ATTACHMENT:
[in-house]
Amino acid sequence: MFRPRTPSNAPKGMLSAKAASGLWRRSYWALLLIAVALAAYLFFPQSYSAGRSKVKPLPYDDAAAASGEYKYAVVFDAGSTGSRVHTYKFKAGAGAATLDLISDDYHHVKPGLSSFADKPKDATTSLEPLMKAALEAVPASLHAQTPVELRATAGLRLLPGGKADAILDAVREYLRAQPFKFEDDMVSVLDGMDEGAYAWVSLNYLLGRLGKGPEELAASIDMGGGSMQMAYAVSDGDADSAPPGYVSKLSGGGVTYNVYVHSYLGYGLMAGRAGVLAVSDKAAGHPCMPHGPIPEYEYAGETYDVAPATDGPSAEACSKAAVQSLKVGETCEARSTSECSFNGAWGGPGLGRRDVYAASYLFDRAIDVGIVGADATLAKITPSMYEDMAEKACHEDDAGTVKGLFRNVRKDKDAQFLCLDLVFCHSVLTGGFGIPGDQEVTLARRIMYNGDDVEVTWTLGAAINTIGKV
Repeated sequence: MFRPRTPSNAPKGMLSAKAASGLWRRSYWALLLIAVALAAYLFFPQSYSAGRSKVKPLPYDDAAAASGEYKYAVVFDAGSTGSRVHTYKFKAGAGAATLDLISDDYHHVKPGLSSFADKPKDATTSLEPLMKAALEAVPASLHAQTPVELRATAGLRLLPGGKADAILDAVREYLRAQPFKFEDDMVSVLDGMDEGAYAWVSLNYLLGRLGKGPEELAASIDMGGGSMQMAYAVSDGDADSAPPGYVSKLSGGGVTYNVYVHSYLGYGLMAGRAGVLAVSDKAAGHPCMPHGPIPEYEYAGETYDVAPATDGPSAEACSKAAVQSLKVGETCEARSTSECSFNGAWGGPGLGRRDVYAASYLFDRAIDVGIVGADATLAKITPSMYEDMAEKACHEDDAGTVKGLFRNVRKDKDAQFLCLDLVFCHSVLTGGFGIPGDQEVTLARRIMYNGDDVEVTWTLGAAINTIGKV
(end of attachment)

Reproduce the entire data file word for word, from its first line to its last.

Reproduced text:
[in-house]
Amino acid sequence: MFRPRTPSNAPKGMLSAKAASGLWRRSYWALLLIAVALAAYLFFPQSYSAGRSKVKPLPYDDAAAASGEYKYAVVFDAGSTGSRVHTYKFKAGAGAATLDLISDDYHHVKPGLSSFADKPKDATTSLEPLMKAALEAVPASLHAQTPVELRATAGLRLLPGGKADAILDAVREYLRAQPFKFEDDMVSVLDGMDEGAYAWVSLNYLLGRLGKGPEELAASIDMGGGSMQMAYAVSDGDADSAPPGYVSKLSGGGVTYNVYVHSYLGYGLMAGRAGVLAVSDKAAGHPCMPHGPIPEYEYAGETYDVAPATDGPSAEACSKAAVQSLKVGETCEARSTSECSFNGAWGGPGLGRRDVYAASYLFDRAIDVGIVGADATLAKITPSMYEDMAEKACHEDDAGTVKGLFRNVRKDKDAQFLCLDLVFCHSVLTGGFGIPGDQEVTLARRIMYNGDDVEVTWTLGAAINTIGKV
Repeated sequence: MFRPRTPSNAPKGMLSAKAASGLWRRSYWALLLIAVALAAYLFFPQSYSAGRSKVKPLPYDDAAAASGEYKYAVVFDAGSTGSRVHTYKFKAGAGAATLDLISDDYHHVKPGLSSFADKPKDATTSLEPLMKAALEAVPASLHAQTPVELRATAGLRLLPGGKADAILDAVREYLRAQPFKFEDDMVSVLDGMDEGAYAWVSLNYLLGRLGKGPEELAASIDMGGGSMQMAYAVSDGDADSAPPGYVSKLSGGGVTYNVYVHSYLGYGLMAGRAGVLAVSDKAAGHPCMPHGPIPEYEYAGETYDVAPATDGPSAEACSKAAVQSLKVGETCEARSTSECSFNGAWGGPGLGRRDVYAASYLFDRAIDVGIVGADATLAKITPSMYEDMAEKACHEDDAGTVKGLFRNVRKDKDAQFLCLDLVFCHSVLTGGFGIPGDQEVTLARRIMYNGDDVEVTWTLGAAINTIGKV